• Finally, Protestants need to confront the reality that schism is a scandal and nowhere in the Bible does it say that breaking away from authority and starting your own Church is a legitimate way to address the sins of people in authority. Let that sink in. The way Protestants have dealt with sin in the Church has been to start other Churches, but this is not what the Bible tells us to do. The fruit of schism has not been fewer scandals.
  • There are wonderful stories of reform in the Catholic Church that I think Protestants should know and reflect on. Take for example the story of St. Catherine of Sienna. St. Catherine was a talented young woman who loved the Lord and loved the Church, and she lived in perhaps one of the worst era’s as far as papal virtue goes. The Popes of her day basically abdicated their responsibility as shepherds of the Church and went off to France to live in a huge palace in the city of Avingon. St. Catherine convinced him to repent of his sins and move back to Rome to care for the people. The purpose of this is to show that reform is possible without schism. All schism weakens the body of Christ and, as history has shown, it has not done anything to protect good people from sins against clergy.

The Catholic Church is far from flawless, but history shows we are reform-able.  We have reformed and we will reform again.  We’ve made mistakes but, thankfully, we’ve also learned a lot of lessons from 2,000 years of mistakes.  Crusades have happened, and we know not to do them again.  Heretics were burned at the stake, and we learned not to do that again.  Children were abused at the hands of our members, and we learned that we need to take steps to ensure their safety.  Our Church is far from pure, but we are being purified.

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16 comments on “So we should probably say something…

  1. Aaron says:

    Well put. You’re thoughts are most appreciated!

  2. Nick says:

    Thanks for keeping me up to date on this. I had heard very brief stuff here and there of what was going on, but I paid little attention because I hadn’t seen you post anything until now.

  3. Just a gentle chide: If you’re going to use the term “Catholic” through out, you need to keep “Protestant” capitalized. Otherwise, you could be construed as being very rude. And as an atheist, I have no fur in this theological cat fight.

  4. Dan says:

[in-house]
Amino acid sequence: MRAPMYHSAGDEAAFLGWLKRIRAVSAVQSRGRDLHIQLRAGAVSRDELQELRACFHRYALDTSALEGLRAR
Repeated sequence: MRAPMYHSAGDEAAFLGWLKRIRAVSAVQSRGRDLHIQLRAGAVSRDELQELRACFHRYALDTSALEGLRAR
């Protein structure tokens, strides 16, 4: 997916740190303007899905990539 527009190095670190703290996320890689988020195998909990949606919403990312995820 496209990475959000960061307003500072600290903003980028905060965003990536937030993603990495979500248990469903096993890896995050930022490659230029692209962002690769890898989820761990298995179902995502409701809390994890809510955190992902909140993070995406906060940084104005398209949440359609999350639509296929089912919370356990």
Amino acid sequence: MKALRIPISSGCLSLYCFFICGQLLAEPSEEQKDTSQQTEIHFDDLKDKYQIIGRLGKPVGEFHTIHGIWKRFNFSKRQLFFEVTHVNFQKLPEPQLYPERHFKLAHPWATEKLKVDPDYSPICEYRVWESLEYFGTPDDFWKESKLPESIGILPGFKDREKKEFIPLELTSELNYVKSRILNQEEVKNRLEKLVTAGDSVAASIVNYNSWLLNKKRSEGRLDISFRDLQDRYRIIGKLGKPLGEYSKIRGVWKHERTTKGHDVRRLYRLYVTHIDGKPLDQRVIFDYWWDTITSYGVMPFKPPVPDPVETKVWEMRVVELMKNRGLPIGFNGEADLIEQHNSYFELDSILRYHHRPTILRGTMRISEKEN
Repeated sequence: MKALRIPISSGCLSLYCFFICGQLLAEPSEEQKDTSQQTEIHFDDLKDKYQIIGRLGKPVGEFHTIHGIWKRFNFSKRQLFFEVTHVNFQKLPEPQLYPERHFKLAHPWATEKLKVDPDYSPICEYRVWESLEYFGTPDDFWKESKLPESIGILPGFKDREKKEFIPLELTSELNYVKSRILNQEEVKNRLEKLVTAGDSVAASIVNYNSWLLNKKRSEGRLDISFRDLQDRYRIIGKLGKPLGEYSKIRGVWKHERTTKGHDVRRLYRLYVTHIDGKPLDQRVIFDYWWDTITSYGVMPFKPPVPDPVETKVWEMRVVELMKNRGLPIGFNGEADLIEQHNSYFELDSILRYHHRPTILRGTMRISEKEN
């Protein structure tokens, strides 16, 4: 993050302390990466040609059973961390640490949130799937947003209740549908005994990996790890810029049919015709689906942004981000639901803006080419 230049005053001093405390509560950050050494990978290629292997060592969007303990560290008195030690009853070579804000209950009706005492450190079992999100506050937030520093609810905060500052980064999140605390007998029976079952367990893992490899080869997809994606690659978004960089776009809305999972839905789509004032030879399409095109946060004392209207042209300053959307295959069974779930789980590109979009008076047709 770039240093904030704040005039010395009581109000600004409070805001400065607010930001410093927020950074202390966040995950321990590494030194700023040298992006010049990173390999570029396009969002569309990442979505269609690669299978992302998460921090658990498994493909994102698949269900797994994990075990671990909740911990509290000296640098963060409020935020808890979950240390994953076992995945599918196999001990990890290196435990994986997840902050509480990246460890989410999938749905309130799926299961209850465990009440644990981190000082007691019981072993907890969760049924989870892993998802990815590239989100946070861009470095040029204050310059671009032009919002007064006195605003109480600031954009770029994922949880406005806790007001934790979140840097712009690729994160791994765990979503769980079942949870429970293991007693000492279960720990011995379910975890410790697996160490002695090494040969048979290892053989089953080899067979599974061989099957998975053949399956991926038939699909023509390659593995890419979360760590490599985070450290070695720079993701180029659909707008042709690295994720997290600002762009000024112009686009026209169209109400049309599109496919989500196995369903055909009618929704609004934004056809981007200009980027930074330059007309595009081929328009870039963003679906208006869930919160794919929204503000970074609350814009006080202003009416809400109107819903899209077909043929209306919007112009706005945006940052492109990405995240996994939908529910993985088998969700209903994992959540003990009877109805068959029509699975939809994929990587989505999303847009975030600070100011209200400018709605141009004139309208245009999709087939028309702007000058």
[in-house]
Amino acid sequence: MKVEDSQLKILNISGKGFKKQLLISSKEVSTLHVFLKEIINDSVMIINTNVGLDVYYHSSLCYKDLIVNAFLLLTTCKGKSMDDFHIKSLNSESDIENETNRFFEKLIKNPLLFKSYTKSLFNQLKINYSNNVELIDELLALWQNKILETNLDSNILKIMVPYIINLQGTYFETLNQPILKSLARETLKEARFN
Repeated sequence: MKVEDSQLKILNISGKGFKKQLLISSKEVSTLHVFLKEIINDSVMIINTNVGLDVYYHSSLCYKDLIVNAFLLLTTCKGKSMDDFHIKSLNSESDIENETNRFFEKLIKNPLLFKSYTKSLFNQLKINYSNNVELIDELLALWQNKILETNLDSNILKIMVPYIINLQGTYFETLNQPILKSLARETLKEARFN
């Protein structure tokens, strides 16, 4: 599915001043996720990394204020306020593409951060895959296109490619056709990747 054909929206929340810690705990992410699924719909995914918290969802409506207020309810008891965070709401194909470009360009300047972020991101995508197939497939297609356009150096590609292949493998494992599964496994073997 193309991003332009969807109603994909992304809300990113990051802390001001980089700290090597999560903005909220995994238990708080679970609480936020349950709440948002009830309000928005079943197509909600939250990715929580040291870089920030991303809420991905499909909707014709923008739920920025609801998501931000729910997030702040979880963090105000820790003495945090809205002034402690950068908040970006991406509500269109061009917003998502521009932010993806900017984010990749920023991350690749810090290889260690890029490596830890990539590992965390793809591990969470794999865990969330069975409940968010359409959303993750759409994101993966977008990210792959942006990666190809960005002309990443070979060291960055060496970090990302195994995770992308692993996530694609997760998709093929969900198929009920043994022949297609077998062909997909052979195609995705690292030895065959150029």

Indeed you should post something, and well you did.

    You must be getting more traffic due to the current goings on, so I just wanted to say something that may help some new readers here. I received a copy of the book Theology of the Body for Beginners from you. Thank you for that, it was very helpful.

    Comparing it to Mark Driscoll’s inaptly titled book Real Marriage, one can see that Driscoll’s (and many others) theology is about an inch deep, while Catholic theology is miles deep. It was very refreshing to read after all the unreal theology from Real Marriage.
    Please continue posting. I always enjoy it and learn something from it.

  5. Dayn Warren says:

    Just found this site through a news article, would love to chat with the author! Can you e-mail me?

  6. Clinton says:

    Very glad I found this sight. I hope you keep it peaceful and truthful, as it looks as if you have thus far.

  7. Theophilus says:

    Protestants don’t believe the Pope is infallible. Everyone is fallible, except Jesus. Read the 95 theses that Martin Luther posted. It is not about the people, it is about the authority. Jesus Christ is infallible, the Pope is not. For Protestants, Jesus Christ is the authority for the Church and Bishops and Elders are undershepherds of the Chief Shepherd, Jesus. The confession of faith in Christ as Messiah is the Rock upon which the Church is built per Protestants, not Peter himself, which explains why Protestants have issue with apostolic succession through Popes. Peter himself acknowledge the ministry through the apostle Paul in 2 Peter 3:16, so why would he want to elevate himself above other apostles? He even chose to be crucified upside down to express his unworthiness. The Church is built on faith in Christ, not people. The history of corruption through the ages of which there is much, further supports the Protestant view that Christ alone is infallible and perfect. The rest of us are sinners in need of our Savior, following Him as His sheep. These are the fundamental issues; the rest is secondary. Your point about schism is well said, but some division may not be resolved this side of glory. Charity, love and mercy will hopefully prevail in all our dealings with one another. But the gospel and sound Biblical teaching should not be sacrificed on the altar of tolerance for the sake of unity.

    • zeeehjee says: